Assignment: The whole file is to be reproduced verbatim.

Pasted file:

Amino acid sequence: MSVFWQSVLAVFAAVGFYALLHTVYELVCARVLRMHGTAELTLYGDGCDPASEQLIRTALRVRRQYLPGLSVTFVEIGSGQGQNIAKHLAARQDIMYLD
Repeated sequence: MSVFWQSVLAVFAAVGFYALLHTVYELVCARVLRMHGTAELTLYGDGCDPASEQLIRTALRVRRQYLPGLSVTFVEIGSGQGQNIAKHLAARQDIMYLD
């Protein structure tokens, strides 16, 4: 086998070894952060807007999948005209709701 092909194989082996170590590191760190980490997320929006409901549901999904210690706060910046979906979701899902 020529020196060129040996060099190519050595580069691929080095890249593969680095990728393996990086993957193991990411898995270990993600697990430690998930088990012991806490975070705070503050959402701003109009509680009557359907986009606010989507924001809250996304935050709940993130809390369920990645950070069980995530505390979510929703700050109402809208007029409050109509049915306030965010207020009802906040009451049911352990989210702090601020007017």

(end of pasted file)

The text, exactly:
Amino acid sequence: MSVFWQSVLAVFAAVGFYALLHTVYELVCARVLRMHGTAELTLYGDGCDPASEQLIRTALRVRRQYLPGLSVTFVEIGSGQGQNIAKHLAARQDIMYLD
Repeated sequence: MSVFWQSVLAVFAAVGFYALLHTVYELVCARVLRMHGTAELTLYGDGCDPASEQLIRTALRVRRQYLPGLSVTFVEIGSGQGQNIAKHLAARQDIMYLD
């Protein structure tokens, strides 16, 4: 086998070894952060807007999948005209709701 092909194989082996170590590191760190980490997320929006409901549901999904210690706060910046979906979701899902 020529020196060129040996060099190519050595580069691929080095890249593969680095990728393996990086993957193991990411898995270990993600697990430690998930088990012991806490975070705070503050959402701003109009509680009557359907986009606010989507924001809250996304935050709940993130809390369920990645950070069980995530505390979510929703700050109402809208007029409050109509049915306030965010207020009802906040009451049911352990989210702090601020007017």